Will the Contraception Mandate Survive Judicial Review?

Yesterday, the Eighth Circuit Court of Appeals issued a stay blocking the Obama administration's requirement that employer health-insurance plans cover contraception. The related suit was filed by Frank O'Brien, a Roman Catholic business owner who claimed that the mandate violated his rights under the free exercise clause of the First Amendment.

It's not clear whether the stay indicates a real chance that the mandate will ultimately be ruled unconstitutional. It was granted in a one-line order, with one of the judges in a three-judge panel dissenting. The stay order indicates that the two other judges consider the suit non-frivolous, but this does not necessarily mean that O'Brien will ultimately prevail.

Still, the appeals court would have been better not to issue the stay, because the free exercise argument being made against the contraception mandate is indeed frivolous. The key precedent, Oregon v Smith, makes it clear that generally applicable laws do not violate the First Amendment unless they were specifically targeted at religious expression, which of course the Affordable Care Act was not. The First Amendment does in some cases prevent generally applicable laws from applying to religious institutions under the "ministerial exception," but again this doesn't apply O'Brien's business. Moreover, the contraception mandate would be a particularly bad case for a new exception to Smith, since allowing employers to impose their religious faith on employees who do not share it would result in a net diminution of religious freedom.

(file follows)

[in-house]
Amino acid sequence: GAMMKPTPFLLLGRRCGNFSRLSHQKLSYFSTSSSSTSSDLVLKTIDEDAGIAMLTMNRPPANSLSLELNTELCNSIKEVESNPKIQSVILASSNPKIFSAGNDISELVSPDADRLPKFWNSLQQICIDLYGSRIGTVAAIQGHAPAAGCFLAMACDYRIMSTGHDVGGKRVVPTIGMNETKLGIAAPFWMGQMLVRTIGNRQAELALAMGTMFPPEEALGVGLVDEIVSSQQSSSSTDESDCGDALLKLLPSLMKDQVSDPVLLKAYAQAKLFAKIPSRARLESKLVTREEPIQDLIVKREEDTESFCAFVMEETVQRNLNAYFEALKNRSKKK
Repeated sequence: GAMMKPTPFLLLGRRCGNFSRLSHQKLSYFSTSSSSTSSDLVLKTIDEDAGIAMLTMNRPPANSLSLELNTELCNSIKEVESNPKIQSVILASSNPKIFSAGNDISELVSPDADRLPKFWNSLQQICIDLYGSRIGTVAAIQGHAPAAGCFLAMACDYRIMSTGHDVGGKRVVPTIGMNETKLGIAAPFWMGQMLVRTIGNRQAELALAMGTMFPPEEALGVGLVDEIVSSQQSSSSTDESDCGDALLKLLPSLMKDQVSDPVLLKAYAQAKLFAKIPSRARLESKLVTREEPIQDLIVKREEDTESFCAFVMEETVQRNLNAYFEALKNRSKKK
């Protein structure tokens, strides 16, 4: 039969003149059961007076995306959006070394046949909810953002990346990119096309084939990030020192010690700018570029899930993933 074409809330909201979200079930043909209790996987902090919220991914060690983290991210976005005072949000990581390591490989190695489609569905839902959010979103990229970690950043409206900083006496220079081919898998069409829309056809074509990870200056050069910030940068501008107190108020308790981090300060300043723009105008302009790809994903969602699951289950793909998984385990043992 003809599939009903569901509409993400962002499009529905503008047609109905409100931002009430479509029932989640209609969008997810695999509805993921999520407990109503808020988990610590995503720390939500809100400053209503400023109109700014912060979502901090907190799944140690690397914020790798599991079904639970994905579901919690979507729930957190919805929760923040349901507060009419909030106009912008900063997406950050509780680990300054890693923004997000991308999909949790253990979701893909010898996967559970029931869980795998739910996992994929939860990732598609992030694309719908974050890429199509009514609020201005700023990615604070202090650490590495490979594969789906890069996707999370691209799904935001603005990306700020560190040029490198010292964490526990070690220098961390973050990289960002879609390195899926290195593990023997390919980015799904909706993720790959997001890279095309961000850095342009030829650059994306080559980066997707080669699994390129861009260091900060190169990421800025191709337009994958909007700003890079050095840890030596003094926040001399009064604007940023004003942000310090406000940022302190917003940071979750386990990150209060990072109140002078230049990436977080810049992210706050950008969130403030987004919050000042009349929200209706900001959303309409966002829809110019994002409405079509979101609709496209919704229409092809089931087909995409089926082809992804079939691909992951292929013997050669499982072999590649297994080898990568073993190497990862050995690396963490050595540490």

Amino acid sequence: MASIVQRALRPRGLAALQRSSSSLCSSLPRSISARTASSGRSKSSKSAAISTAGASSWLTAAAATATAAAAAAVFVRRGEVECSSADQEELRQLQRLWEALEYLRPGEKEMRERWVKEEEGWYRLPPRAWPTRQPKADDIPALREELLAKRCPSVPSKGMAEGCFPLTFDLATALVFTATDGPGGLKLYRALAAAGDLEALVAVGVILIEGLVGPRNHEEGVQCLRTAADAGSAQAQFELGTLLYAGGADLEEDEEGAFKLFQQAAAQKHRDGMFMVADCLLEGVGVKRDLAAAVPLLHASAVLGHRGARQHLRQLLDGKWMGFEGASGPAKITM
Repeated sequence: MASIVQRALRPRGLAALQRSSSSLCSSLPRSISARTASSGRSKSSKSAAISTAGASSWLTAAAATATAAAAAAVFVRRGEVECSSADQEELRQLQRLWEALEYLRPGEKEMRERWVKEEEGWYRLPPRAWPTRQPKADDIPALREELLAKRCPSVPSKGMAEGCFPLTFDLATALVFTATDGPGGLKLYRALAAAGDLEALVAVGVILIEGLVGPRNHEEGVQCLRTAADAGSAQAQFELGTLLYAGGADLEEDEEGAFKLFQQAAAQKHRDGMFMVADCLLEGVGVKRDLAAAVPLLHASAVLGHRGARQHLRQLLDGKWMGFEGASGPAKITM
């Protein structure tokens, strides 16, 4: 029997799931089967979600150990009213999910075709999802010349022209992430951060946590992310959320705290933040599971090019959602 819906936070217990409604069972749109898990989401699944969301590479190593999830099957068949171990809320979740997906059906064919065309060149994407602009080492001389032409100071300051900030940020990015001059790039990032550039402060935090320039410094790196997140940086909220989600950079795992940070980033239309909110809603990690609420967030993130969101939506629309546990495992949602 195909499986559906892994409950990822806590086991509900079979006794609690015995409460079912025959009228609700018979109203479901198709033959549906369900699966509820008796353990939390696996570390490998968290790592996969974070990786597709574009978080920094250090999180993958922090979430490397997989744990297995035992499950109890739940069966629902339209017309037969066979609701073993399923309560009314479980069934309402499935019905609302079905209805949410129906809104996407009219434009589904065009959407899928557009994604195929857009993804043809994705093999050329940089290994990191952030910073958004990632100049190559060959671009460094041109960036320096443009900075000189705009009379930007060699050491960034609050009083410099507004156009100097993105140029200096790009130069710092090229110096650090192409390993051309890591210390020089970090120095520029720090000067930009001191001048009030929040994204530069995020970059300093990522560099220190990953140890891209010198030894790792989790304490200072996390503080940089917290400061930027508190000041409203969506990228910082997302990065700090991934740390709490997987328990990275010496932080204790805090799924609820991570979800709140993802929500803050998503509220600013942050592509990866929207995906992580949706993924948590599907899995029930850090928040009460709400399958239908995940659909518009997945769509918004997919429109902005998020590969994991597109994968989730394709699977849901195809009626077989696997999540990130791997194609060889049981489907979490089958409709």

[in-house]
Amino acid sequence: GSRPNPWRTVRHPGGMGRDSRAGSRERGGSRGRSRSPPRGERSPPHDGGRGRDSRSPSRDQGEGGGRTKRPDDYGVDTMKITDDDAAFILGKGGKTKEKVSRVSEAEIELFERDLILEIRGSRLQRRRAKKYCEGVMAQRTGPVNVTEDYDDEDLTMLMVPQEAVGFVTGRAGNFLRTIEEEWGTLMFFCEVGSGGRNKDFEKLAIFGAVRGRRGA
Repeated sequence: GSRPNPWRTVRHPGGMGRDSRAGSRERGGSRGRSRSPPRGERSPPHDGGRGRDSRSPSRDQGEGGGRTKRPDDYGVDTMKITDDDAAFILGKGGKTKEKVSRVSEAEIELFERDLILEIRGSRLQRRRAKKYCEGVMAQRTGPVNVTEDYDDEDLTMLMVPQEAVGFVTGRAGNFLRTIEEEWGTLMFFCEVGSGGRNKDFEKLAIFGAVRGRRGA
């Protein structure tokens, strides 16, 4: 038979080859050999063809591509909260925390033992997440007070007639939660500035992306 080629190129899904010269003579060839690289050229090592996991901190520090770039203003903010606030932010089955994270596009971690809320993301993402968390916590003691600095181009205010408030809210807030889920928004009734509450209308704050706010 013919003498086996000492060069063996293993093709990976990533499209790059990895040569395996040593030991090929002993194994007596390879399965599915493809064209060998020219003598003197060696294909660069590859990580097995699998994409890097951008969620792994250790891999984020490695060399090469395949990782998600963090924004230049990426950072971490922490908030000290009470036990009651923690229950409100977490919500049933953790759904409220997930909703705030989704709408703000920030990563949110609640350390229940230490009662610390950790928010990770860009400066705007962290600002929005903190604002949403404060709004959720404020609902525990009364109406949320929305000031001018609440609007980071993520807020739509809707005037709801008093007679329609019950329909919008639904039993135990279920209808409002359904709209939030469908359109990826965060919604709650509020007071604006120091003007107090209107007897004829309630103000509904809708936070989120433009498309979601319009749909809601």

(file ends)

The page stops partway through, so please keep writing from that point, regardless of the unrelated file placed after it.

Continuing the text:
That the argument is bad, however, does not necessarily mean that it is doomed. After all, the ad hoc arguments conservatives developed against the ACA based on the Commerce Clause weren't much more plausible, and yet they got five votes from the Supreme Court. The Eighth Circuit may well reject the arguments after the appeal is heard, but the stay should be cause for at least a modicum of concern.

Comments

From the article (FTA): "The key precedent, Oregon v Smith, makes it clear that generally applicable laws do not violate the First Amendment unless they were specifically targeted at religious expression, which of course the Affordable Care Act was not." -- Um, You missed that Religious Freedom Restoration Act passed in the wake of "Oregon v. Smith" and upheld as applicable to the federal government in "Gonzales v. UDV". This portion of Your argument is invalid.

Also, FTA: "allowing employers to impose their religious faith on employees who do not share it would result in a net diminution of religious freedom." -- Were such a scenario the case would be one thing; however, such a scenario is not the case. The Employer in this case is not requiring Employees to adhere to the Employer's faith, which would be the "imposition" You describe. The Employer is saying, "My faith prohibits Me from providing this particular subsidy for You but allows Me to pay You a salary so You can choose to purchase this product Yourself." The two concepts are distinctly different. This portion of Your argument is also invalid.

Re "ministerial exceptions": In Hosanna-Tabor, a unanimous Supreme Court said, generally speaking, Whoever a religion classifies to be a Minister is left to the religion in question and courts may not second guess such decisions. Consequently, if the Catholic church were to classify Frank O'Brien as a Minister, as Owner of His business, it is not out of the question He might qualify for the ministerial exception. Yet again, this portion of the argument is invalid.

Lastly, FTA: "the ad hoc arguments conservatives developed against the ACA based on the Commerce Clause weren't much more plausible, and yet they got five votes from the Supreme Court." -- While the commerce clause argument might not have seemed more plausible, it was nonetheless determined to be sound by the institution charged with the authority to define the meaning of the constitution. Fortunately for the health reform bill, so too was the argument the Individual mandate is a tax increase with a waiver for certain behavior also determined to be sound.

You need to be logged in to comment.
(If there's one thing we know about comment trolls, it's that they're lazy)

Connect
, after login or registration your account will be connected.
Advertisement